Canadian Union Refuses Member’s Right to Oppose Gay “Marriage”

By Gudrun Schultz

OTTAWA, Ontario, April 19, 2006 ( – One of Canada’s largest unions is refusing to recognize a member’s right to freedom of conscience, when that freedom involves opposition to same-sex marriage.

The Public Service Alliance of Canada (PSAC) has denied the request of Treasury Board employee Susan Comstock to divert her dues to a charity, a request she made on the grounds that PSAC’s open support of Bill C-38, the bill to legalize gay marriage, went against Ms. Comstock’s personal beliefs.

Although PSAC’s collective agreement contains a clause allowing a member to divert their dues to charity for reasons of religious or conscience, the union refused to grant Ms. Comstocks’ request, saying the clause did not apply to her.

PSAC openly supports homosexuality. The union urges all levels of government to “recognize and protect lesbian and gay relationships and families.” The union’s policy on sexual orientation, PSAC policy 31, states:

“Internally, the Alliance will create a Union in which there is zero tolerance of homophobia and heterosexism.”

“Heterosexism” is defined by the union as “the presumption that everyone is heterosexual and that heterosexuality is superior to other forms of loving.”

“Since by their definition I would be considered heterosexist, they were using my union dues to discriminate against me and had a policy to re-educate me,” Ms. Comstock told CCN in a phone interview from Toronto April 12.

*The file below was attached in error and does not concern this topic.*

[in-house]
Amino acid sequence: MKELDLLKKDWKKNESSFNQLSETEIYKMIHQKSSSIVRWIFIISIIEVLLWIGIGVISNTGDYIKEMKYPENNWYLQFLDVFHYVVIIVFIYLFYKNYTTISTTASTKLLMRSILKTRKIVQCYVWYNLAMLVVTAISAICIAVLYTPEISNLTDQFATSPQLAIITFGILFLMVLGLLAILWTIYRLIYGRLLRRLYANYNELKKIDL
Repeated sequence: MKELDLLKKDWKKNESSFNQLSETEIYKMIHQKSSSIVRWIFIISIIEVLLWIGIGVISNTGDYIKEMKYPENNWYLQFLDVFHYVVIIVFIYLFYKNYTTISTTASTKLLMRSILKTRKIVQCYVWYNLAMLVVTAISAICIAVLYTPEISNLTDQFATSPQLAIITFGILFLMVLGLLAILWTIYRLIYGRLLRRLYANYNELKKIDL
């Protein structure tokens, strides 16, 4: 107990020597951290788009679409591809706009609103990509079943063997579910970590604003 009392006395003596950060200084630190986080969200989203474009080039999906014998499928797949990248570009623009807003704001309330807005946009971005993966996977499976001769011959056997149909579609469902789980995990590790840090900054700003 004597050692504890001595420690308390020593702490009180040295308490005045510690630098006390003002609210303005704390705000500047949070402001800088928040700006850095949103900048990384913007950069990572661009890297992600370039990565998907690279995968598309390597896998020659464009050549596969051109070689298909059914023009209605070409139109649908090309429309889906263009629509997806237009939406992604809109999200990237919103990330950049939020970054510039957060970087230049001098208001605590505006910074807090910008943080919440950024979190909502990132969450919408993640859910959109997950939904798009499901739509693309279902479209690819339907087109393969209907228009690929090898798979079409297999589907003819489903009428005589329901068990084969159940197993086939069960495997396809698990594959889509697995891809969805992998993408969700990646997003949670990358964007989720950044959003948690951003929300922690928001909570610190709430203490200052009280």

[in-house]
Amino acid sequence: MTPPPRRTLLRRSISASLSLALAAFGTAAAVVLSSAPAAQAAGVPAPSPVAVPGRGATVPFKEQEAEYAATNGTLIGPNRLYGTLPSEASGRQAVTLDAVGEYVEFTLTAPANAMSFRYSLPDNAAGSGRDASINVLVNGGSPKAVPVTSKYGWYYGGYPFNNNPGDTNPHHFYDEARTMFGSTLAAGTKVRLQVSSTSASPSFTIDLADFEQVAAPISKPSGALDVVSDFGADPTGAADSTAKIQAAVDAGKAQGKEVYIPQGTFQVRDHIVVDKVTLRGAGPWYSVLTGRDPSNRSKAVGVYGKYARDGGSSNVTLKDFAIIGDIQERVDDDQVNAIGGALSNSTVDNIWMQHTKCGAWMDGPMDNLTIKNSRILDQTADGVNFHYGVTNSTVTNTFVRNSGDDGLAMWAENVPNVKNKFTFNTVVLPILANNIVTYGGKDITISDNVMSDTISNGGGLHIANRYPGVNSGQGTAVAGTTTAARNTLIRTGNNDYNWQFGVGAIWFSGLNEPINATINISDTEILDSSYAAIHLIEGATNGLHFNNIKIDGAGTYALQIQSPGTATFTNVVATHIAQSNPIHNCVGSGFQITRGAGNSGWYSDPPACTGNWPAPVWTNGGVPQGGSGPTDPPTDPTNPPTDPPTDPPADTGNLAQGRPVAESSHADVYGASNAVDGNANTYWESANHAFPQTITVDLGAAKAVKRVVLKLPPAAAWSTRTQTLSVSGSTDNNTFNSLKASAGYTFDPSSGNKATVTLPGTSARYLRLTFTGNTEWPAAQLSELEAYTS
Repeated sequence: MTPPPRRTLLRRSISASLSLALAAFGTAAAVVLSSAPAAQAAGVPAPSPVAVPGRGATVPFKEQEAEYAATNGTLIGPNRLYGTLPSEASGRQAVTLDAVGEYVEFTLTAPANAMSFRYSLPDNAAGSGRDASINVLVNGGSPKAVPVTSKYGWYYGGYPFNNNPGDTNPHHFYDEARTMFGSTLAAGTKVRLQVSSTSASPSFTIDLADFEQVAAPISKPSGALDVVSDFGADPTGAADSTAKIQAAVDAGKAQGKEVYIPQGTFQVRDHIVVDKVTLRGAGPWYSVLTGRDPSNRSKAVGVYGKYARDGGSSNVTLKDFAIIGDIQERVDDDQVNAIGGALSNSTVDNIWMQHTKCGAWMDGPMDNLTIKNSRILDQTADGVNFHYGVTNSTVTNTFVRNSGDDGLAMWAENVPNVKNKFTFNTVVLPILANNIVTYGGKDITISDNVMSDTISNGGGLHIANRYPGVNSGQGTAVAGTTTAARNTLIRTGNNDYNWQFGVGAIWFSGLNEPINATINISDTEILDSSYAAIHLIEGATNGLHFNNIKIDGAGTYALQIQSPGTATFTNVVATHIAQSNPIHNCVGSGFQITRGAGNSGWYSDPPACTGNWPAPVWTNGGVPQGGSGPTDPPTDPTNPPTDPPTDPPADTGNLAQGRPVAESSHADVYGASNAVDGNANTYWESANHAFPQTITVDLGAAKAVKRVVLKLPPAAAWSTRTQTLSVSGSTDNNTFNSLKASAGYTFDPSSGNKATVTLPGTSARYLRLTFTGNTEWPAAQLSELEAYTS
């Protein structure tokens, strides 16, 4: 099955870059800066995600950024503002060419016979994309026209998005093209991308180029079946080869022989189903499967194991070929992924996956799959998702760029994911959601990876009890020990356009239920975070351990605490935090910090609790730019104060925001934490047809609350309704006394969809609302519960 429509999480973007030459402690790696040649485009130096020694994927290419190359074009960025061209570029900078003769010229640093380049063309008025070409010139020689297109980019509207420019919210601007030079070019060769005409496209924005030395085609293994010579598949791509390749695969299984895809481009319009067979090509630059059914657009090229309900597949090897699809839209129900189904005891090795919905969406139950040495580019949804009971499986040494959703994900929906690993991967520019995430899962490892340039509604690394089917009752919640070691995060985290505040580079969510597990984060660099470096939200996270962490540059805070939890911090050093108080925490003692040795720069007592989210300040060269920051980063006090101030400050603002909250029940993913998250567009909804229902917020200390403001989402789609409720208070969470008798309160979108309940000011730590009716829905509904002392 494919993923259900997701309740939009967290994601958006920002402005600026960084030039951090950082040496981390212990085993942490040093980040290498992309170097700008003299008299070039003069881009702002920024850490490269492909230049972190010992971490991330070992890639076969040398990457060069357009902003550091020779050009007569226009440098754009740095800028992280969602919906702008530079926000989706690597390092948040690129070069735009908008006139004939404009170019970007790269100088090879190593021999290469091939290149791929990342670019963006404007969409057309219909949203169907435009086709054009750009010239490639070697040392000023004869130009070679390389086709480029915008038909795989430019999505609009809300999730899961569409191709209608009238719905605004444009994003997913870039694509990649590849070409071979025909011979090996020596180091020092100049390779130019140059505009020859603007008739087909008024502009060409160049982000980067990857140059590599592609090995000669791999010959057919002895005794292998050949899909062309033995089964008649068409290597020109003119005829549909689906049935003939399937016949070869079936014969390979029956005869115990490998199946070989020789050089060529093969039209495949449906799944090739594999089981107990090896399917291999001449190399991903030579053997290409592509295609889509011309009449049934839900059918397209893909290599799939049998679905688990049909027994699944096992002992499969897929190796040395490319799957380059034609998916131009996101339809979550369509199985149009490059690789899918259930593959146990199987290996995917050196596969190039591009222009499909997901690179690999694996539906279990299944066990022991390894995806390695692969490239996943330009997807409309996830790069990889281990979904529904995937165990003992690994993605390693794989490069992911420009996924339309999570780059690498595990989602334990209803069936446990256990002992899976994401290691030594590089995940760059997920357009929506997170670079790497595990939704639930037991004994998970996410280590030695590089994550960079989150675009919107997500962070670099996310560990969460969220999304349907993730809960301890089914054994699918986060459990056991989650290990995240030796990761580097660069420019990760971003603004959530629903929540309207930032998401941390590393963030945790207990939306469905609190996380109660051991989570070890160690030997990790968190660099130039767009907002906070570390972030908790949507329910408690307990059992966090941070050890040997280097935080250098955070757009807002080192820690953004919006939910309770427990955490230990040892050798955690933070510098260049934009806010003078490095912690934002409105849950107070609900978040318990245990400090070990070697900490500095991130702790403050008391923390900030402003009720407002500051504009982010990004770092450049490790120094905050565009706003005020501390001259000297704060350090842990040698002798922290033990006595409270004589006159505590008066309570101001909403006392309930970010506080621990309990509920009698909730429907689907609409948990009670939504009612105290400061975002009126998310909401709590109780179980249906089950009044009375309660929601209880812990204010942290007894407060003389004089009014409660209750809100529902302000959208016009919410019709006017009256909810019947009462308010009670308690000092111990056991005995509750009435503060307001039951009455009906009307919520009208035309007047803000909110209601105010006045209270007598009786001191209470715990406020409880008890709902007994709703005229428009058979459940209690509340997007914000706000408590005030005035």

“The policy is wrong,” she said. “In advocating for the rights of one group in union membership, they are discriminating against another group.”
“This is a contravention of the union’s own constitution,” she said, saying the union is supposed to treat everyone equally and respect religious rights.

Deborah Gyapong, reporting on the story for CCN, said Ms. Comstock, a Roman Catholic, has filed for a federal judicial review of the Canadian Human Rights Commission decision to not further investigate her complaint against her union. Last October the Commission stopped procedure on the complaint, saying the Catholic Church does not forbid trade union membership.
“Politicians have assured us that freedom of religion and freedom of conscience will be respected in the application of Bill C-38,” Comstock told the Catholic Civil Rights League. “My experience suggests that these so-called protections can prove very limited for those who actually try to exercise them.”

PSAC has over 150,000 members across Canada, in both federal and private sector positions.

To contact PSAC and express concerns:
  Public Service Alliance of Canada
  233 Gilmour Street
  Ottawa, ON
  K2P 0P1
  Email the national president of PSAC, Nycole Turmel, at:
[email protected]

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